A person attending my church one time took me to task for talking about poverty. Her statement still troubles me. “You are wrong to talk about poverty,” she said. “The Bible says that the poor will always be with us. There are supposed to be poor people.”

I was stunned at her comment.  It is true that in the Gospels of Matthew, Mark and John, Jesus says, “The poor you will always have with you, and you can always help them, but you will not always have me.”  The statement came after a woman came to anoint him with expensive oil from an alabaster box.  Those surrounding Jesus were angry at the apparent waste of the oil. Some in Jesus’ presence said that the ointment could have been sold and the money given to the poor. Apparently the oil the woman used was so precious that it could have been sold for 300 denarii! (One denarius is said to be worth about $20)

Were the oil that valuable, I rather doubt money garnered from its sale would have been given to the poor …but the point is, the woman who approached me had apparently read that scripture to mean that there are supposed to be poor people.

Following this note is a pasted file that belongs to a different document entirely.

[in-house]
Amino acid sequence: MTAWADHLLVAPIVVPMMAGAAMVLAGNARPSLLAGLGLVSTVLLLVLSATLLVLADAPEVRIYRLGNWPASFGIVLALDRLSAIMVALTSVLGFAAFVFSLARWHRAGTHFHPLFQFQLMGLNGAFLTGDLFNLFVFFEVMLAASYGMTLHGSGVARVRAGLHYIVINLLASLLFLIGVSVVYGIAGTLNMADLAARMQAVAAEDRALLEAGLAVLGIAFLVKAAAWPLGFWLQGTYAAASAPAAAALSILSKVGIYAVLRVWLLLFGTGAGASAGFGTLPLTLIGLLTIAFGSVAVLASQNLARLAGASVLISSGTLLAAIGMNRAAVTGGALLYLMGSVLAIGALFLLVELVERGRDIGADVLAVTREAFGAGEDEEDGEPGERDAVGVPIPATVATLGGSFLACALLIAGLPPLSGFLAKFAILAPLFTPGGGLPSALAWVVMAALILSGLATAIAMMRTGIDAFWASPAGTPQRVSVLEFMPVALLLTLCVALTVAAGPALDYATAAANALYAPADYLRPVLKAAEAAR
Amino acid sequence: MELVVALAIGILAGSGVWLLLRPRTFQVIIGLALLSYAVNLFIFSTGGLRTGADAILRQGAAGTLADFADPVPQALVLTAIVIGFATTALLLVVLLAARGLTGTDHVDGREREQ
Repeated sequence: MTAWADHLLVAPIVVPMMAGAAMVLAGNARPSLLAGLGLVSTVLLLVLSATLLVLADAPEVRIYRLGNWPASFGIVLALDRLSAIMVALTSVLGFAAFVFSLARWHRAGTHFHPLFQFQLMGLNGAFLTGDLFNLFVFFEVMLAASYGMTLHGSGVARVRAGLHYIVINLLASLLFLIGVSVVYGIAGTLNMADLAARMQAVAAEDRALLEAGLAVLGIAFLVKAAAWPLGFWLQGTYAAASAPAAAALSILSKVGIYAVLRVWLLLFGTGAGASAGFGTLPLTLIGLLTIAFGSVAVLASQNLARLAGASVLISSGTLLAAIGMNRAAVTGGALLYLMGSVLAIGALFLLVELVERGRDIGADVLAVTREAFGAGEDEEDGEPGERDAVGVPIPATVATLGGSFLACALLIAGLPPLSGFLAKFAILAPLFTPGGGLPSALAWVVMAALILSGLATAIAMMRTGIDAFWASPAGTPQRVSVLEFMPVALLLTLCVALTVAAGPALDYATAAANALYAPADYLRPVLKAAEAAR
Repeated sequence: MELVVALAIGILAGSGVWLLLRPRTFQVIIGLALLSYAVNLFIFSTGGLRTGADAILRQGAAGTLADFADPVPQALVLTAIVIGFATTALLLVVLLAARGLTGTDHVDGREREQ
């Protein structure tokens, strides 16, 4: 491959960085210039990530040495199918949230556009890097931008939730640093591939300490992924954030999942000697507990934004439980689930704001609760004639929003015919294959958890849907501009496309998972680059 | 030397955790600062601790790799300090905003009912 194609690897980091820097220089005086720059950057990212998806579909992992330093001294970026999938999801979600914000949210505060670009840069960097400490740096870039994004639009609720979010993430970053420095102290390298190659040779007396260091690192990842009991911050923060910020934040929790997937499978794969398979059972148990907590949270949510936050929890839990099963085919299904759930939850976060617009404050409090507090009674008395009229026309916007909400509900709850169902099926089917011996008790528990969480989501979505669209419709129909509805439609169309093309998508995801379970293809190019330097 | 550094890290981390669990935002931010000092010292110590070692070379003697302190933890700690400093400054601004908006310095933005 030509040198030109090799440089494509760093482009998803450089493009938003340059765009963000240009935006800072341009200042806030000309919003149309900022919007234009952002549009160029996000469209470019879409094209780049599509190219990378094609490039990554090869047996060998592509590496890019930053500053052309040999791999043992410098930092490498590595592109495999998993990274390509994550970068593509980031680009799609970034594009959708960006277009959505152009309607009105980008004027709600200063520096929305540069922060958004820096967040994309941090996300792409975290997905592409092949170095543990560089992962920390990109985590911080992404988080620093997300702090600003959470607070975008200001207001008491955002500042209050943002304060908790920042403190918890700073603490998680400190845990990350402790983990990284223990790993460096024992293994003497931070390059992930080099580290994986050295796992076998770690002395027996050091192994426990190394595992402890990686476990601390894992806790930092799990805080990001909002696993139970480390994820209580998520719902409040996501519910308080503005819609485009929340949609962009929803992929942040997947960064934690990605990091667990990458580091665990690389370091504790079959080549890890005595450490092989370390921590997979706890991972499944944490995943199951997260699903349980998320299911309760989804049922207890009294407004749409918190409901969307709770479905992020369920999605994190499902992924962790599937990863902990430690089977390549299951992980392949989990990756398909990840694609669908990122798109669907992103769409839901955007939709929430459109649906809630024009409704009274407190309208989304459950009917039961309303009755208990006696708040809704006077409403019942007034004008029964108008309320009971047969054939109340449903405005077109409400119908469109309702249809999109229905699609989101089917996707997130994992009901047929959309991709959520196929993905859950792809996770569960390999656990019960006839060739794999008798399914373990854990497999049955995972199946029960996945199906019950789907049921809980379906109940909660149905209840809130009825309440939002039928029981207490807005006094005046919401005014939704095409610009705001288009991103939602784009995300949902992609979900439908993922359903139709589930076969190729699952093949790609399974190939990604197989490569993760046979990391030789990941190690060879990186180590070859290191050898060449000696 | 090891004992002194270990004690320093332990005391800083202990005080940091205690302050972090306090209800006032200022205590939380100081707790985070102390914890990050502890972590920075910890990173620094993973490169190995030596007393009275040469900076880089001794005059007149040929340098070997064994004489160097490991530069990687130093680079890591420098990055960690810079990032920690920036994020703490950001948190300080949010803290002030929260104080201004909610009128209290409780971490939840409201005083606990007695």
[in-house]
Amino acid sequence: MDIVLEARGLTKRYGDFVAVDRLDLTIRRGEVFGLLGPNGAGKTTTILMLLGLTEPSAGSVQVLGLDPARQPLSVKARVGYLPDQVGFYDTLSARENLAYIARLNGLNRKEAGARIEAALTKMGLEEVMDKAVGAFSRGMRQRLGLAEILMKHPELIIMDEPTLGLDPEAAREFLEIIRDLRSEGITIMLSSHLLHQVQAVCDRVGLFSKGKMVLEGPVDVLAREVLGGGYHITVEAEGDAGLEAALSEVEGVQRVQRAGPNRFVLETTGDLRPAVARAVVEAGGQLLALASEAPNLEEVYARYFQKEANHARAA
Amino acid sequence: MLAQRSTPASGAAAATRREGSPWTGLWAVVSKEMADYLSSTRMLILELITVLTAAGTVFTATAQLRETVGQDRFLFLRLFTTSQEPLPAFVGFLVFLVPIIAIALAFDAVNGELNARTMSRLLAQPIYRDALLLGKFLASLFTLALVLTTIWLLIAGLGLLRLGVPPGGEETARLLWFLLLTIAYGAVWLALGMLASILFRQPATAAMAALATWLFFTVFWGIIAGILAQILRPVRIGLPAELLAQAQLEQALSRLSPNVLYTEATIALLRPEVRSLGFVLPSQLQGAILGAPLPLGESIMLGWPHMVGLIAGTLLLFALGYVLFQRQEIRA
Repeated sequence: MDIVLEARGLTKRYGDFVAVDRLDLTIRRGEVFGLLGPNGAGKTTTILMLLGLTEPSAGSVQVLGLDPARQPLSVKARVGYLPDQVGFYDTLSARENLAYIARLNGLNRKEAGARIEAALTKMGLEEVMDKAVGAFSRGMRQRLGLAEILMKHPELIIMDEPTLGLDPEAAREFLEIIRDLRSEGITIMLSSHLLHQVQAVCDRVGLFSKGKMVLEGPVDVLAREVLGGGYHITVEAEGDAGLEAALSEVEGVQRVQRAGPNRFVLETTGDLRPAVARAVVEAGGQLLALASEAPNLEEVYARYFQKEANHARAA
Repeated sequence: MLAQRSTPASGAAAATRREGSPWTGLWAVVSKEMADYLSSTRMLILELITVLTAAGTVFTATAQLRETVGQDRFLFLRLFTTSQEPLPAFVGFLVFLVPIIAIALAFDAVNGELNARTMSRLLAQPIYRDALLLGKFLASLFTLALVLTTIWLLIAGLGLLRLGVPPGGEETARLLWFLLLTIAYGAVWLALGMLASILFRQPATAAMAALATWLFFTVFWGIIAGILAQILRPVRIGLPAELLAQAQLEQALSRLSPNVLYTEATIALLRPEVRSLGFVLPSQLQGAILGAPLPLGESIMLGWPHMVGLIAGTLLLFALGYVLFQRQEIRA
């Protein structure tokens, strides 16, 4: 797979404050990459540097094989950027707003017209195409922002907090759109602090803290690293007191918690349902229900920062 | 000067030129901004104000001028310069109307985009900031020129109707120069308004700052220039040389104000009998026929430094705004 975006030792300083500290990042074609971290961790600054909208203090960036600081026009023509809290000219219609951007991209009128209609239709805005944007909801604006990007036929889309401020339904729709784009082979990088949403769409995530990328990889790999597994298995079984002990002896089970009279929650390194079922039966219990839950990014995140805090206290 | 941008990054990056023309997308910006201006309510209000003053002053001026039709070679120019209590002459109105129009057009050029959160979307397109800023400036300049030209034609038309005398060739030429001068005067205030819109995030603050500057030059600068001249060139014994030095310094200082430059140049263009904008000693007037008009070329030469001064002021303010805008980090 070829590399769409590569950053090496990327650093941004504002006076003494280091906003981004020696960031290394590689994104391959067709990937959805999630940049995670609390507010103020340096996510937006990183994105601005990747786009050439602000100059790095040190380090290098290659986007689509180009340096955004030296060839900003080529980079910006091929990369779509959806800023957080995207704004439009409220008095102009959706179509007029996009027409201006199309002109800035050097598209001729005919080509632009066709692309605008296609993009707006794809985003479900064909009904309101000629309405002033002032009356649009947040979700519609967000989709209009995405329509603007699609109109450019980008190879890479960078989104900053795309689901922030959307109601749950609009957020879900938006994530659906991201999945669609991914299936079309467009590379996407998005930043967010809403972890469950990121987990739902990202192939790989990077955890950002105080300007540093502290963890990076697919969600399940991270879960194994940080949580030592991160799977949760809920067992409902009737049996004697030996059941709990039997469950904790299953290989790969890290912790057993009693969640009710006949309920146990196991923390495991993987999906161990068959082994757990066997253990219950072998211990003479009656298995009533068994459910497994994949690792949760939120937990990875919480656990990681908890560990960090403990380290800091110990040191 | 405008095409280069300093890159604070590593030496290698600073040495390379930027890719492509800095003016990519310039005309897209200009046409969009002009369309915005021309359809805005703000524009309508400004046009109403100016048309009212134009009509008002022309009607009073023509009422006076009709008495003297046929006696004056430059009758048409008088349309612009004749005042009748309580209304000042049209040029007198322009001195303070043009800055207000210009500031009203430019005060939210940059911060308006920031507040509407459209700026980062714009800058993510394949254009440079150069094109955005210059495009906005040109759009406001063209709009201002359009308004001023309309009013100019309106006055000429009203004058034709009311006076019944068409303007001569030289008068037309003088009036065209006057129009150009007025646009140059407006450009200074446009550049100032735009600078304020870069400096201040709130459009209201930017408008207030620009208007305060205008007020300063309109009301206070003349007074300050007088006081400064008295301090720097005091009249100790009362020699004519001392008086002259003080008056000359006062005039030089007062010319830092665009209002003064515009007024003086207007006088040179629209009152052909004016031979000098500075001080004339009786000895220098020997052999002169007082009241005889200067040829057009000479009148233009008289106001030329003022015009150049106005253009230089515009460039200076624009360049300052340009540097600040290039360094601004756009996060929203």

Interestingly, she didn’t mention Deuteronomy 15:11 where it says that there will be poor people and therefore “I command you to be open-handed toward your brothers and toward the poor and needy in your land.”

There is nothing fun about being poor; it is far easier to avoid the poor sections of town, and to complain that the poor are poor because they want to be, that they are lazy and want to live off the wages of others. It is as easy to do that as it is to go to Cancun and stay protectively cooped up in the luxury hotel and banish the real world out of our minds.

But the luxury hotels are not the norm. The people who serve us in the luxury hotels and on the cruise ships, many of them, are horribly poor. While they serve us the best of foods, many have little to eat themselves.

Why isn’t there more outrage about poverty? It is OK for the Catholic bishops to be outraged about contraception and a perceived imposition of a federal policy on religious liberty, but where are their collective voices – in fact, where are the collective voices of religious leaders, period, on the subject of poverty?

It seems we have it confused; we honor and reach for prosperity. The poor, who should have a voice through us, are ignored largely because of us.

A candid observation …